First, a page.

First of all you should be aware that both of these dehumidifiers are desiccant dehumidifiers. Desiccant dehumidifiers are ideally suited to operation in the British Isles as not only can they run at lower temperatures than compressor dehumidifiers but they are cheaper to run at lower temperatures as well.
Both the EcoAir DD122 MK5 and the Meaco DD8L dehumidifiers are excellent indoor domestic type dehumidifiers as both feature anti-bacterial filters and ionisers. The anti-bacterial filters kill bacteria upon contact and the ionisers pull down airborne dust, dirt and pollen particles which either fall into the filter or onto the floor where they can be hoovered up.
if you are looking for an outdoor application, where the anti-bacterial filters and ionisers don’t matter, then I would suggest looking at the EcoAir Eco DD122FW or the Meaco DD8L Junior dehumidifiers.
Both dehumidifiers feature overdry protection. This means that when using Laundry Mode or another high setting fror long periods of time the air may become too dry and uncomfortable. The dehumidifiers stop this problem by ceasing to function when the relative humidity falls too low (around 40%RH).
A comfortable RH level for a house would be around 50%.
Both the EcoAir DD122MK5 and Meaco DD8L feature a soft touch control panel that is very easy to operate. The control panel of both dehumidifiers feature a timer with 2/4 and 8 hour options, a fault indicator which notifies the operator when the machine is overheating (in case of prolonged use in Laundry Mode for example) etc and an indicator which lights up when the water tank is full.
The first stated difference is the extraction rate. The EcoAir DD122MK5 extracts at a rate of 7 litres per day whilst the Meaco DD8L extracts at 8 litres per day. The test environment for the EcoAir DD122MK5 was a little lower than that of the Meaco DD8L (20C/60%RH against 30C/80%RH) so actual daily extraction rates should be around the same for both machines. Your personal extraction rate will be due to the moisture of the area as well as the size of the area.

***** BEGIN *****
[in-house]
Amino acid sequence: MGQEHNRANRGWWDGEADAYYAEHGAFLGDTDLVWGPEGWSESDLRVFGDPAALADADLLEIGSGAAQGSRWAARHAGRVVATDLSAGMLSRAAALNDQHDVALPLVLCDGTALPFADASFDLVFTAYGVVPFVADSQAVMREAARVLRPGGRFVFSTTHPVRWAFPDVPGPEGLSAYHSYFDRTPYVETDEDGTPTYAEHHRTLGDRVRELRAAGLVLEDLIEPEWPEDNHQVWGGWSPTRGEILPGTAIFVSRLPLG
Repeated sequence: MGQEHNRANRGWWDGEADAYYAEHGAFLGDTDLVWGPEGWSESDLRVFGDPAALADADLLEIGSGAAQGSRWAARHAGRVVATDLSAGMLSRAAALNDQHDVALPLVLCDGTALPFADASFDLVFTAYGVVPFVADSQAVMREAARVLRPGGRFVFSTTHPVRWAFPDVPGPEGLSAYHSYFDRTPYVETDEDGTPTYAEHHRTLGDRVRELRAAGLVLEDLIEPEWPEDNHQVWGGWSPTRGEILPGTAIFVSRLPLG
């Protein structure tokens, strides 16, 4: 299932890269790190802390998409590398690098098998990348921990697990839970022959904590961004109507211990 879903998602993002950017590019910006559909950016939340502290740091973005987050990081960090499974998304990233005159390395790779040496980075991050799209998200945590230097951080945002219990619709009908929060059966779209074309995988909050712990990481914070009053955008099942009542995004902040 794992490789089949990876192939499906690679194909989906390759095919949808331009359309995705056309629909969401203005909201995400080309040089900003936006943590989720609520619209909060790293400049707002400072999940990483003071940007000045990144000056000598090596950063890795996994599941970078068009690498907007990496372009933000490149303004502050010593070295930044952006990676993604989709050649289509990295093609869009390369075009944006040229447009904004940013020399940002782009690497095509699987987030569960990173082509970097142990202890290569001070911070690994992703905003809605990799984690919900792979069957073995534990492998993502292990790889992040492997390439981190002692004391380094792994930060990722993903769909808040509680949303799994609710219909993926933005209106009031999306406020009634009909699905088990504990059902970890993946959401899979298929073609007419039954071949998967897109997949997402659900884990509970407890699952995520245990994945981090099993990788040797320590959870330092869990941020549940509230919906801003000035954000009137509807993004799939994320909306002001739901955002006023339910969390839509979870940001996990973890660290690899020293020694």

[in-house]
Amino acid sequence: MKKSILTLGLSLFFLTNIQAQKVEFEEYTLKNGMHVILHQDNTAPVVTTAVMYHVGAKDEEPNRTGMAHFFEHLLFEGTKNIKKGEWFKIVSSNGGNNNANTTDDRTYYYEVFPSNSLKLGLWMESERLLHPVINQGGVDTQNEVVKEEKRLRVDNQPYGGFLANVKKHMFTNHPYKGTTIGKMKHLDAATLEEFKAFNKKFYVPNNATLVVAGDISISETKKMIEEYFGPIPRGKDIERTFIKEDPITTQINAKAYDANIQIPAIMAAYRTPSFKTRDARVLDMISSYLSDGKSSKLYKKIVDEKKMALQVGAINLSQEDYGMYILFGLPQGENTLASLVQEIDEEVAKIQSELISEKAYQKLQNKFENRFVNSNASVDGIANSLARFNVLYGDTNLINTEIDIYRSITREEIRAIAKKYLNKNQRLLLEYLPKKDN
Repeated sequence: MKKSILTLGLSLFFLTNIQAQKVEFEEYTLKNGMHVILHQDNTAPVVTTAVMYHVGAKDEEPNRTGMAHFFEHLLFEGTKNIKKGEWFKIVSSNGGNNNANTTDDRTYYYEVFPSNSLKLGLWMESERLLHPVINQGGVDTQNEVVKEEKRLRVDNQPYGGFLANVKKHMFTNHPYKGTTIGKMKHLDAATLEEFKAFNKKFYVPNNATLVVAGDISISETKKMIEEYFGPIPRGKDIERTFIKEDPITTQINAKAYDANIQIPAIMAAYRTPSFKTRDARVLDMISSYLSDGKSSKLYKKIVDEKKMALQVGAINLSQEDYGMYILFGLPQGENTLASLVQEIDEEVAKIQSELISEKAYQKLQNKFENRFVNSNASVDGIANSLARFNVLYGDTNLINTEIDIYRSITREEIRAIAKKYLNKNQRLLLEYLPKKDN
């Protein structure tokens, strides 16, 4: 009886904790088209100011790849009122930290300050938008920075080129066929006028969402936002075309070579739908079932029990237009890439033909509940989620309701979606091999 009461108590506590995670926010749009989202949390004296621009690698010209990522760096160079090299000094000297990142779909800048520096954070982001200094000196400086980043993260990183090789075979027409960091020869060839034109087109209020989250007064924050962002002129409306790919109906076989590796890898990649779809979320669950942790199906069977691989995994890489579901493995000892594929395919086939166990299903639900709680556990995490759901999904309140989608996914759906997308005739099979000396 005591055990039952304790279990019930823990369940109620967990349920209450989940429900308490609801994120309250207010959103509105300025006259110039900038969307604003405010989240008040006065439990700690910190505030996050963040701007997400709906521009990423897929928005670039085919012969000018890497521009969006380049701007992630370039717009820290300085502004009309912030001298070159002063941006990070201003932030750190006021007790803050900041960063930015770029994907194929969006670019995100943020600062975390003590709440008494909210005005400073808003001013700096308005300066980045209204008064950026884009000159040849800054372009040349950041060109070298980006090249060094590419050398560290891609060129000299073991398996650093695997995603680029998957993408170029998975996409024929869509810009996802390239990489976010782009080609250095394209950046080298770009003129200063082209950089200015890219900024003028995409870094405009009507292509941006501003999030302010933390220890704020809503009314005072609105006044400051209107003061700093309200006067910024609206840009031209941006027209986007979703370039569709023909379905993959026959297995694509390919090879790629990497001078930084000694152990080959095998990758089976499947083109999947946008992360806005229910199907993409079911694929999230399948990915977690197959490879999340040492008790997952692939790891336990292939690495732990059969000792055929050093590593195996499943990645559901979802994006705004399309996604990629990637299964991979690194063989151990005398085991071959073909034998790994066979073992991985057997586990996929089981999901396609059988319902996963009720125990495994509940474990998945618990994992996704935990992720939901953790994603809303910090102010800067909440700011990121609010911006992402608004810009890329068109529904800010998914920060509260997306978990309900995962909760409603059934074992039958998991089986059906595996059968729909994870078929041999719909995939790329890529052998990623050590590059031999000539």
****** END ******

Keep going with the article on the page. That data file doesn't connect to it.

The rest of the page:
Both water tanks hold 2 litres of gray water and feature a lid for ease of carrying the full container to the sink. The water tank of the EcoAir DD122MK5 pulls out at the side whilst the water tank of the Meaco DD8L is situated at the rear of the dehumidifier.
Both dehumidifiers also feature a water level indicator lower down on the machines so that the operator can easily monitor the dehumidifiers water level.
Continuous drainage is available for both models although the hose comes supplied for the Meaco DD8L but not for the EcoAir DD122MK5.
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Noise, Power and Weight
The EcoAir DD122MK5 operates at 34dB at its lowest setting compared to 39dB for the Meaco DD8L. This difference is very small and probably won’t be noticed unless using the dehumidifier in the bedroom when you are trying to sleep.
The weight for each dehumidifier is very similar with the EcoAir DD122MK5 weighing 6kg and the Meaco DD8L weighing 6.4kg. At this weight castor wheels are not an issue.
Biggest Dehumidifier Differences
Of particular note is that the EcoAir DD122MK5 contains a 3D Louvre which can be used to push the air to a wide area or to a particular spot. The louvre is very handy for a particularly stubborn mould spot or for drying laundry indoors.
The louvre features a swing mode which means that the louvre can move to direct air into the area you want.
The Meaco DD8L by contrast has a grille next to its control panel. Whilst this grille lets out warm air, which is up to 10C-12C warmer than surrounding air temperature, it is not as effective as having a louvre.
The Meaco DD8L has 4 fan settings as follows:
- Laundry mode runs continuously down to 35% RH (perfect for use of timer function)
- Runs till 40% RH has been reached
- Runs till 50% RH has been reached
- Runs till 60% RH has been reached
The EcoAir DD122MK5 also has 4 fan settings:
- Laundry mode – continuous until setting is changed (perfect for use of timer function)
- Auto toggle RH between 50-60%
- RH between 50-60%
- RH between 40-45%
Both dehumidifiers have auto control so that when a set RH level is reached the dehumidifier goes to rest until the set RH level is breached. Once this occurs the dehumidifier will come back to life and work to get the RH down again.
Summary of Dehumidifier Differences
The two main differences are the fan settings. I personally prefer the larger range of settings of the Meaco although honestly I will only aim for 40% RH, or below, when drying laundry.
The MK5 has a 3D louvre which is an excellent feature for pushing warm air across the room or for pinpointing a particular area for quick drying (such as paint and laundry etc).
One minor feature that both dehumidifiers lack is a digital reading of the current relative humidity level. Instead the fan settings are designated by water droplets with one droplet being the lowest setting and three droplets being the highest setting with a picture of a T-shirt denoting Laundry mode.
As a final note I must confess that I own a Meaco DD8L and would recommend it highly.